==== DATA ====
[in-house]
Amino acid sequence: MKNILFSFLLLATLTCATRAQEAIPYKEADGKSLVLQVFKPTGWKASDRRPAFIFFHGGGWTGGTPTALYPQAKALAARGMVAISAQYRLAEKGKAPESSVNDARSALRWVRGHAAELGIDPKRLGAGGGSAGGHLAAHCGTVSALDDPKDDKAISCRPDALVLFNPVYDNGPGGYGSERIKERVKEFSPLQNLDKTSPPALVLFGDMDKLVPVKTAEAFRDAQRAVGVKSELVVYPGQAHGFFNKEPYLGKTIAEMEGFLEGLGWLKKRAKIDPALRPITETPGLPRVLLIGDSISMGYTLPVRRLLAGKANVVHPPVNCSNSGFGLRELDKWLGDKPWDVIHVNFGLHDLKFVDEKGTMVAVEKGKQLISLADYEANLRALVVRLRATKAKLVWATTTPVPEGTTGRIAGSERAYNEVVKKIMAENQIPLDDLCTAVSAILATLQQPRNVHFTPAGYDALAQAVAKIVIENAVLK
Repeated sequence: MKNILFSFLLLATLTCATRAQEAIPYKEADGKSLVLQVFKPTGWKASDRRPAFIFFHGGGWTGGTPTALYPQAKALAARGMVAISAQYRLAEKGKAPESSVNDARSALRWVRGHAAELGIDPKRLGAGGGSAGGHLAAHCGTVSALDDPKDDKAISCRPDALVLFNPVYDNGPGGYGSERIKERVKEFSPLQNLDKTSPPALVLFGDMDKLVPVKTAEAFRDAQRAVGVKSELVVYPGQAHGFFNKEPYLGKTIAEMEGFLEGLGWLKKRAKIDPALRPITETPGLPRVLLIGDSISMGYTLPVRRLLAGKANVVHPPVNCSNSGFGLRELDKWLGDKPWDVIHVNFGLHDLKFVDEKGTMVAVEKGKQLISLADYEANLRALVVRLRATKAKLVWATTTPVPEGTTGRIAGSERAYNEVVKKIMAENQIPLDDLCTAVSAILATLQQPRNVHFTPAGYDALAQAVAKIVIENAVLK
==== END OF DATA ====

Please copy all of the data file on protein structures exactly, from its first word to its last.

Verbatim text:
[in-house]
Amino acid sequence: MKNILFSFLLLATLTCATRAQEAIPYKEADGKSLVLQVFKPTGWKASDRRPAFIFFHGGGWTGGTPTALYPQAKALAARGMVAISAQYRLAEKGKAPESSVNDARSALRWVRGHAAELGIDPKRLGAGGGSAGGHLAAHCGTVSALDDPKDDKAISCRPDALVLFNPVYDNGPGGYGSERIKERVKEFSPLQNLDKTSPPALVLFGDMDKLVPVKTAEAFRDAQRAVGVKSELVVYPGQAHGFFNKEPYLGKTIAEMEGFLEGLGWLKKRAKIDPALRPITETPGLPRVLLIGDSISMGYTLPVRRLLAGKANVVHPPVNCSNSGFGLRELDKWLGDKPWDVIHVNFGLHDLKFVDEKGTMVAVEKGKQLISLADYEANLRALVVRLRATKAKLVWATTTPVPEGTTGRIAGSERAYNEVVKKIMAENQIPLDDLCTAVSAILATLQQPRNVHFTPAGYDALAQAVAKIVIENAVLK
Repeated sequence: MKNILFSFLLLATLTCATRAQEAIPYKEADGKSLVLQVFKPTGWKASDRRPAFIFFHGGGWTGGTPTALYPQAKALAARGMVAISAQYRLAEKGKAPESSVNDARSALRWVRGHAAELGIDPKRLGAGGGSAGGHLAAHCGTVSALDDPKDDKAISCRPDALVLFNPVYDNGPGGYGSERIKERVKEFSPLQNLDKTSPPALVLFGDMDKLVPVKTAEAFRDAQRAVGVKSELVVYPGQAHGFFNKEPYLGKTIAEMEGFLEGLGWLKKRAKIDPALRPITETPGLPRVLLIGDSISMGYTLPVRRLLAGKANVVHPPVNCSNSGFGLRELDKWLGDKPWDVIHVNFGLHDLKFVDEKGTMVAVEKGKQLISLADYEANLRALVVRLRATKAKLVWATTTPVPEGTTGRIAGSERAYNEVVKKIMAENQIPLDDLCTAVSAILATLQQPRNVHFTPAGYDALAQAVAKIVIENAVLK